The term “can’t-miss” is a cliche used all the time in sports, particularly for prospects entering the professional level from the collegiate ranks. Such a thing doesn’t really exist, but especially in the NFL, there are players who often feel like they’re incredibly likely to put together strong careers at the next level.
The 2023 NFL Draft prospect who best fits that cliche is Alabama edge rusher Will Anderson.
The top-rated prospect on my board, Anderson is the two-time SEC Defensive Player of the Year, the Nagurski Trophy and Bednarik Awards for best defensive player in the country in 2022, and was a consensus All-American in each of the past two seasons.
Will Anderson’s strengths
Anderson’s quickness off the snap is tremendous. Not only does he time his jump well, but he’s very fast in his first step and has the pure speed needed to wreak absolute havoc in opposing backfields. When Anderson beats you with speed off the snap, it’s game over. He’s a flexible athlete who turns the corner very well and does a great job of getting low on outside speed rushes. His mobility in space and closing speed makes him a dangerous tackler in the open field, too.
Not only is Anderson super explosive, but he maximizes it with how hard he plays. He has a very high playing speed, and his motor is also apparent in his hand activity, as he stacks and sheds blocks well and strings together moves to get into the backfield. He has a deep arsenal of techniques like shucks, swipes, rips, ghost moves, and swims that he uses to get into opposing backfields and generate pressure.
It helps that Anderson has proven himself against current and future NFL talent, too. In his three seasons at Alabama, he dominated to the tune of 34.5 total sacks and 58.5 tackles for a loss. Statistical production is far from the end-all, be-all when evaluating a prospect, but when you put up those numbers in a powerful conference like the SEC, NFL teams can’t help but take notice.
Will Anderson’s weaknesses
Anderson is a bit light for an edge rusher, so he might struggle a little bit setting the edge in the run game in the NFL. He’s far from weak, but he occasionally struggled with power at Alabama, which could continue at the next level if he doesn’t add some more weight to his frame. A player of his caliber typically transcends scheme, but it’s clear he offers more immediate value as a stand-up edge rusher in a base 3-4 system. That’s not to say he couldn’t thrive with his hand in the dirt, but it would benefit him to bulk up a bit more in the pros.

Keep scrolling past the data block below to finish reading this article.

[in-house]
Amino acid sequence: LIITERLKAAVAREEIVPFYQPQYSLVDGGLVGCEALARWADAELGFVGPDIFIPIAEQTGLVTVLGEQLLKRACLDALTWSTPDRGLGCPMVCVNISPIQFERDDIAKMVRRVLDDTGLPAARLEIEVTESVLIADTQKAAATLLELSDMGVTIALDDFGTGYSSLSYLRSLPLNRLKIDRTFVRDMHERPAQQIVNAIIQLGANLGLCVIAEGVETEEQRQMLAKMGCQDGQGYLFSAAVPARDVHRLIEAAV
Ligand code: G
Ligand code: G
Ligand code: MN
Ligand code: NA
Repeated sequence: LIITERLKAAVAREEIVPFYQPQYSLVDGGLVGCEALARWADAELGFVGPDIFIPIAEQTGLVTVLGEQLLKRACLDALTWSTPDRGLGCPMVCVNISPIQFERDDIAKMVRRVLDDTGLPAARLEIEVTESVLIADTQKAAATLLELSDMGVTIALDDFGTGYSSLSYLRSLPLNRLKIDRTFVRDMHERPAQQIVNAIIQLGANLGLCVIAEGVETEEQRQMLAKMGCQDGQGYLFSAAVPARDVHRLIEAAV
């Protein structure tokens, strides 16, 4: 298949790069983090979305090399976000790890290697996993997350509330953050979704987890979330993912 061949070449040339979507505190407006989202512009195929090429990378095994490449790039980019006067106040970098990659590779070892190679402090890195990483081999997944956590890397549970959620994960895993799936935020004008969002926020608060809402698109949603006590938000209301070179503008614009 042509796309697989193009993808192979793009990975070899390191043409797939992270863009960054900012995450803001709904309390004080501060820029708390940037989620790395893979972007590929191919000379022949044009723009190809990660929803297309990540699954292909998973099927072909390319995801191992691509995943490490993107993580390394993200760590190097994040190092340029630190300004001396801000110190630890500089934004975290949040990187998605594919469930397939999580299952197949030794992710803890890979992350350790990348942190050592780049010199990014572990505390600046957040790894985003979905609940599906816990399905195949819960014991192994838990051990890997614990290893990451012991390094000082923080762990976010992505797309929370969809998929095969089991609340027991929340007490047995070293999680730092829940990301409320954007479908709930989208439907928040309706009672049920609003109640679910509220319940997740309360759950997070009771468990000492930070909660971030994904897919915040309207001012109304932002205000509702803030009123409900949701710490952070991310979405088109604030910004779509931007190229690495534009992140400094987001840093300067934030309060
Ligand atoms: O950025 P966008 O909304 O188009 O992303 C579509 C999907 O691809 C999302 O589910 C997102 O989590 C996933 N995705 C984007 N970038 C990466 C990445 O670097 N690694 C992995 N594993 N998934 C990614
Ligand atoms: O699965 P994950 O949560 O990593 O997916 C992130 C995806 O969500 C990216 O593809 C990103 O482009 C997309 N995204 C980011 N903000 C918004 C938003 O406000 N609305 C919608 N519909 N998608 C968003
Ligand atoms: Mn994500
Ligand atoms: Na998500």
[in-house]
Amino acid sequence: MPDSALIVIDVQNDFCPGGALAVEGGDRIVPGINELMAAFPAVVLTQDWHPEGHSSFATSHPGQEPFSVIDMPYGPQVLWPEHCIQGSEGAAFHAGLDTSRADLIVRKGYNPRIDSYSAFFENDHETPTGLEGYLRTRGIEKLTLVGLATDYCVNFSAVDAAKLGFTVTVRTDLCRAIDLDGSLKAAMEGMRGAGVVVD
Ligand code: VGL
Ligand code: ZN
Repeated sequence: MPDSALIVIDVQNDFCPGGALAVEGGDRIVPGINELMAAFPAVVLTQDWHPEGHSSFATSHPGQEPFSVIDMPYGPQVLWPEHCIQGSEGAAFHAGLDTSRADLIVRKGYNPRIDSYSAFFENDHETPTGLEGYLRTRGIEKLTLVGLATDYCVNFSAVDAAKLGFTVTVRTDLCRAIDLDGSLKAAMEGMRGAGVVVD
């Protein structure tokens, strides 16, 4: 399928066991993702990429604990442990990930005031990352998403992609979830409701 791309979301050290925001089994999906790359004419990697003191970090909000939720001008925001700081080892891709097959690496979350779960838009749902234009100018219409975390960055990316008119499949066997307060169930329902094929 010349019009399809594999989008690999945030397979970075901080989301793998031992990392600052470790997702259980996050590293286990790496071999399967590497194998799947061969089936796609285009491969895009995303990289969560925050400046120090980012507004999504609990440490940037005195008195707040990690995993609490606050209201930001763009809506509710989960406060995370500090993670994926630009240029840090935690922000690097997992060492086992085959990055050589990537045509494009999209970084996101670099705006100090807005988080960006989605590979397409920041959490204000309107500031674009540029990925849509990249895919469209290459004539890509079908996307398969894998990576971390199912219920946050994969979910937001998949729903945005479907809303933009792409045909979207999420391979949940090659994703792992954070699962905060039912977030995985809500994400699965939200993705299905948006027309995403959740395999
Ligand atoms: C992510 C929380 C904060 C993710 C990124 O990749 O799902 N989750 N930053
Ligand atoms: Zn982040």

Will Anderson highlights
Will Anderson’s 2023 NFL Combine results
Anderson came away from the NFL Scouting Combine with a 4.60 40-yard dash and a 1.61 10-yard split. He did not partake in other forms of athletic testing, however. Because of this, he did not qualify for a Relative Athletic Score, though his speed testing finished well above-average among edge rushers.
Some of Anderson’s athletic profile comparisons on Mockdraftable include Kayvon Thibodeaux and Justin Smith.
What others are saying about Will Anderson
Lance Zierlein of NFL.com had the following to say about Anderson:
Three-year starter for vaunted Alabama program with eye-popping production that encapsulates his potential impact. Anderson is well-built with long arms. He has the rush get-off and skill level to consistently shave edges or pry open rush paths with inside moves. Even when he’s blocked around the arc or on the diagonal, Anderson’s footwork, cornering and closing speed help him dive into the pocket. There is room for more growth with hand usage and he will need to prove he can keep racking up the sack totals outside of Nick Saban’s scheme. Anderson is suited to a 3-4 front, where he can play wider to better allow his length to overcome size deficiencies at the point of attack. His traits, athleticism and production against high-level competition are indicators of a Pro Bowl future.
There’s no denying Anderson’s production at Alabama was spectacular, and it seems likely he ends up at least a top-5 pick in the 2023 draft. Exactly where he lands will depend on how the quarterback market shapes up early in Round 1, but he seems like a strong bet to be the first non-quarterback selected this year.